Image courtesy of Kevin Lee
Shaw's Cove, Laguna Beach, Calif
Felimare californiensis (=Hypselodoris californiensis)
It's the Webmaster again filling again in for Dave! I recently received pics of Felimare californiensis from veteran underwater photographer and world adventurer Kevin Lee.
F. californiensis has been done a number of times on the site, the most recent of which is by Angel Valdes(March 2013). After viewing Kevin's spectacular images, I decided how could we not revisit what I consider to be the crown jewel of California Opistobranchs photography wise !
Back in the days when I was doing "cold water" diving off California, our group of three encountered a number of specimens on a rock pinnacle at Santa Barbara Island during a Truth Aquatic's trip to the Channel Islands. We were initially drawn to the pinnacle by the presence of a giant sea bass! This was back in my film days so naturally as is the ultimate fate of shooting film, I had expended my quota of 36 frames on the sea bass when I noticed the Felimare californiensis on a ledge! Fortunately Tom Sullivan, one of my dive mates was able to get some pics that saved the day! That turned out to be my one and only encounter with F. californiensis!
Boy was I glad to go digital in 2002 and avoid the "out of film" scenario so often encountered back then! With limited resources at that time, we really had to take time to compose the shot, a skill set that was lost for a short time after the introduction of digital photography.
Goddard, Jeffrey H. R., Maria C. Schaefer, Craig Hoover, Angel Valdes, 2013. Regional extinction of a conspicuous dorid nudibranch (Mollusca: Gastropoda) in California, Marine Biology, 160(6):1497-1510
San Diego, Calif
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Kevin certainly needs no introduction to the Southern California Dive Community! On an international level you may have encountered Kevin as he certainly gets around on a life time quest to photograph the many treasures of the undersea world.
The following is Kevin's report of the encounter at Shaw's Cove
"...Felimare californiensis is one of the most striking nudibranchs off our coast, well, actually anywhere. A visual treat! It was a relatively rare find along our coast, until a few years ago, when it made a strong coastal comeback. Last November, while doing a beach dive at Shaw's Cove, Laguna Beach, California, I found four beautiful specimens in the east-west swim through at 15 feet depth. Though I have photographed F. californiensis before, this was the first time I noticed the branchial plume interior speckled with yellow polka dots!..."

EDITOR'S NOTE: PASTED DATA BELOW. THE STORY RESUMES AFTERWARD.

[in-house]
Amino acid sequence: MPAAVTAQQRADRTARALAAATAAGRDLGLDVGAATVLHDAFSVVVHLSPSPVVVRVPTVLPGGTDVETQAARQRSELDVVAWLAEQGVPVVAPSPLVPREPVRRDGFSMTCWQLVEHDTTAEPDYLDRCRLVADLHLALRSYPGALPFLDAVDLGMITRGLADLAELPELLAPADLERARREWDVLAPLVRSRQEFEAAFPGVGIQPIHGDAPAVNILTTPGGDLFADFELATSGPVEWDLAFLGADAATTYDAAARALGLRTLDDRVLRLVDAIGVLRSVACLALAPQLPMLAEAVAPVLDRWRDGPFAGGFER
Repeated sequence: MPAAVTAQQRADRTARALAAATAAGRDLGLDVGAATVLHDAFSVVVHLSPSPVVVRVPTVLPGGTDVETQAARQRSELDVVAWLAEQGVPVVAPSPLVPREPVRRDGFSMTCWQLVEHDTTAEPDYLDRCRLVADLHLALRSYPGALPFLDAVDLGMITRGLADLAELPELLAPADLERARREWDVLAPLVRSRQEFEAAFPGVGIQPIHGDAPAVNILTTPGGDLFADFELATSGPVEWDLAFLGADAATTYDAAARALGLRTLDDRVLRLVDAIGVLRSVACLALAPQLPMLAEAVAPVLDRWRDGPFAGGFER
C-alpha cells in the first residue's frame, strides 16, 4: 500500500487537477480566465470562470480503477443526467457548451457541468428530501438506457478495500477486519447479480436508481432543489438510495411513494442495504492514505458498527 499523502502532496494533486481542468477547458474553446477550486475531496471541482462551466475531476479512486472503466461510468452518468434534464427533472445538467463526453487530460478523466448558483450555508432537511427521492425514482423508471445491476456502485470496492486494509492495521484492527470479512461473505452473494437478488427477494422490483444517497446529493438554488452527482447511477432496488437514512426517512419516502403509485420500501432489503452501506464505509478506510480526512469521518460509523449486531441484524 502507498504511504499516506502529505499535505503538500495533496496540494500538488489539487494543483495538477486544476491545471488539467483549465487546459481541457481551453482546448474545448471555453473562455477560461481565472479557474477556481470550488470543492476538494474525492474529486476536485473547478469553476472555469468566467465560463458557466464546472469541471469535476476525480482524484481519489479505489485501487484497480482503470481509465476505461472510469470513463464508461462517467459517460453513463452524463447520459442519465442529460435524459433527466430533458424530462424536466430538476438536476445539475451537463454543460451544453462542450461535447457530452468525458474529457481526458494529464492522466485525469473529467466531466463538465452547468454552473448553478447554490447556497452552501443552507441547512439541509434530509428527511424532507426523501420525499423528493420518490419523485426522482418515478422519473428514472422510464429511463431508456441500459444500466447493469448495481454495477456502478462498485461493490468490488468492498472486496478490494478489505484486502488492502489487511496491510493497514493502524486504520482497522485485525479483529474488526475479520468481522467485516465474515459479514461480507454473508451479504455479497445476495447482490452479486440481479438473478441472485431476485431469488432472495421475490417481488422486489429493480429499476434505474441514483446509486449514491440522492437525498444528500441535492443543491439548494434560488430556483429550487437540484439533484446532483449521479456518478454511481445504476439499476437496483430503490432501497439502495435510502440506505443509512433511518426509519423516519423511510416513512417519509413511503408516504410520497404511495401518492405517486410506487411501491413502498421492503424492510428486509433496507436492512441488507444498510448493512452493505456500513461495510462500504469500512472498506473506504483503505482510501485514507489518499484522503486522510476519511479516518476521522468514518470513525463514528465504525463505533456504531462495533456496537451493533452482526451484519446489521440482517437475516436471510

Based in Fullerton, California, Kevin Lee's adventure gene has taken him to over forty countries. After learning to scuba dive, in 2002, he embraced underwater photography as a way of sharing the ocean's wonders with non-divers. Though aesthetics is important in his photography, Kevin also strives to capture unique perspectives that are of interest to marine biologists and other scientists who study ocean creatures and their anatomy/phylogeny.
Though Kevin photographs all marine life that fits in his macro lens, opisthobranchs are his favorite subject. He has photographed and collected invertebrate specimens, with proper permitting, all around the world for scientific research. These pursuits have taken him scuba diving in all Seven Continents, including Antarctica where water temperatures were 29F (-2C).
Kevin's work can be seen in the Leatherby Libraries, Chapman University, Orange, California, where his opisthobranch images are on permanent display. Other works have been exhibited at the Branford House, University of Connecticut; Scripps Institution of Oceanography; Monterey Bay Aquarium; Aquarium of the Pacific, Long Beach; City of Los Angeles (ELC); and other venues. And of course, Kevin continues to contribute marine images for numerous magazines, newspapers, academic literature and many dive related publications.
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